By Susanna Braund, Josiah Osgood
A better half to Persius and Juvenal breaks new flooring in its in-depth specialise in either authors as "satiric successors"; exact person contributions recommend unique views on their paintings, and supply an in-depth exploration of Persius' and Juvenal's afterlives.
- Provides distinct and updated tips at the texts and contexts of Persius and Juvenal
- Offers massive dialogue of the reception of either authors, reflecting one of the most cutting edge paintings being performed in modern Classics
- Contains a radical exploration of Persius' and Juvenal's afterlives
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Additional resources for A Companion to Persius and Juvenal
The speciﬁc charge he anticipates is that he takes pleasure in injuring his targets, and that he does so wilfully and out of sheer malice (laedere gaudes . . et hoc studio prauus facis [“you love to cause pain . . and you do this deliberately and maliciously”], 79). Throughout much of the second half of the poem Horace bends over backwards trying to deny such a charge, but – to great comic effect – he ends up arguing in circles: of course, he says, he would never be the kind of person to attack a friend behind his back (absentem qui rodit, | amicum qui non defendit alio culpante [“the one who attacks someone when he’s not there | who doesn’t defend a friend when someone else is blaming him”], 81–82) or aim for the big laughs or want to be thought a wit (solutos | qui captat risus hominum famamque dicacis [“the one who’s after the unrestrained laughter of the crowd and the reputation of being a wit”], 82–83), but by the end of the poem he comes close to implicating himself in exactly these practices in describing his own literary modus operandi.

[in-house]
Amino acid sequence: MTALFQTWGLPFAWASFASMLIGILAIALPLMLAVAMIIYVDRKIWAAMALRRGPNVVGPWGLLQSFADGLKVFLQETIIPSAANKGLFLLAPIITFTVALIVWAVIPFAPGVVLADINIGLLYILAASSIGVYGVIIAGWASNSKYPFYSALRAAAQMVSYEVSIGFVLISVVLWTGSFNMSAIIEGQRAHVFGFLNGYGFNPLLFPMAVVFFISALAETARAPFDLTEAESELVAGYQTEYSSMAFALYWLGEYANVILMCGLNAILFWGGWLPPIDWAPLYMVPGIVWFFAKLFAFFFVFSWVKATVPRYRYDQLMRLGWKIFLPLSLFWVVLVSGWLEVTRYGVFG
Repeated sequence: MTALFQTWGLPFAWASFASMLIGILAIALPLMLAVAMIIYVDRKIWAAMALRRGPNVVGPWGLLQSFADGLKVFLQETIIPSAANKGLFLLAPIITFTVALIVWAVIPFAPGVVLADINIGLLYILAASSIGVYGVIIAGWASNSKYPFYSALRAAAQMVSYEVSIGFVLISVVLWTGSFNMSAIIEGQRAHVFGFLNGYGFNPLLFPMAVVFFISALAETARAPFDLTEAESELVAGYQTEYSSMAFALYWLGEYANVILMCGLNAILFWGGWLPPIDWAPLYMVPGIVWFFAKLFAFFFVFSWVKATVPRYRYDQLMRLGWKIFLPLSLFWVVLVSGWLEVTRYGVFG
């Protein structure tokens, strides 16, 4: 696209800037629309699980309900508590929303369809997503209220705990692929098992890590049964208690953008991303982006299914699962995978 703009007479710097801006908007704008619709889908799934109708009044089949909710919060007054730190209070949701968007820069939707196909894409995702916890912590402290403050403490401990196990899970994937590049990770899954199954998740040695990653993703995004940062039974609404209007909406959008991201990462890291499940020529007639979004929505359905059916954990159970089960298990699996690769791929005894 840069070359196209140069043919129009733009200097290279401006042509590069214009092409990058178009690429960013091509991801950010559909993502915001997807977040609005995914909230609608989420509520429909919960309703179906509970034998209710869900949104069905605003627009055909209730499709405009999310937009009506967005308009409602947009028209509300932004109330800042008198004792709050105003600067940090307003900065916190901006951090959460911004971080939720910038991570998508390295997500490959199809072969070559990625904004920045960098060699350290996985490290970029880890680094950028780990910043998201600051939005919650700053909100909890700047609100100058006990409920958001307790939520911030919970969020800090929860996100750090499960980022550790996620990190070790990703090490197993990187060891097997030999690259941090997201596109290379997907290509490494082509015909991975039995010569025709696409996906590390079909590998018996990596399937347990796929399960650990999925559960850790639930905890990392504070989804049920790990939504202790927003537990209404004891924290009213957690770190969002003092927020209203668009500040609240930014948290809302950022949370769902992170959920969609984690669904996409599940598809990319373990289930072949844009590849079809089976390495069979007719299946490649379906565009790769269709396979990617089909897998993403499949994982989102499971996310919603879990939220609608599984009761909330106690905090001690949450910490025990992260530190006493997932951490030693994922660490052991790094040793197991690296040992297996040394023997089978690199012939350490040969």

1, then, Horace has articulated with almost textbook clarity not only the poetic principles that “ought” to govern Roman satire, but also the anxieties that these principles invariably call forth in its practitioners. Time and again in this volume, we will see Persius and Juvenal thematizing a similar roster of issues, and crafting their response in accordance with the exigencies of their own historical moment – balancing, for example, the drive to censure with the aesthetics of poetic form, remaining aware that attacking people is always a risky business (and exaggerating the risk, even, as a literary Satire in the Republic 39 conceit), tempering a personal voice of beleaguerment and self-righteousness with enough comic irony to keep things always a little off-balance.
Is the ridiculum of an Aristophanes here supposed to be wildly different from Lucilian sal ? Is Horace implying that Lucilius all of a sudden should be faulted because he does not, in fact, “imitate” the Greek comic poets as Horace said Lucilius did in Sat. 4? There can be little question that Horace is playing games here in this imaginary banter with Lucilius. In the end, the point seems to be not so much to offer anything resembling a systematic theory of satire (despite the fact that this is exactly what Horace wants to appear to be doing), as to offer another demonstration of satire “in action” as he, Horace, thinks it should be.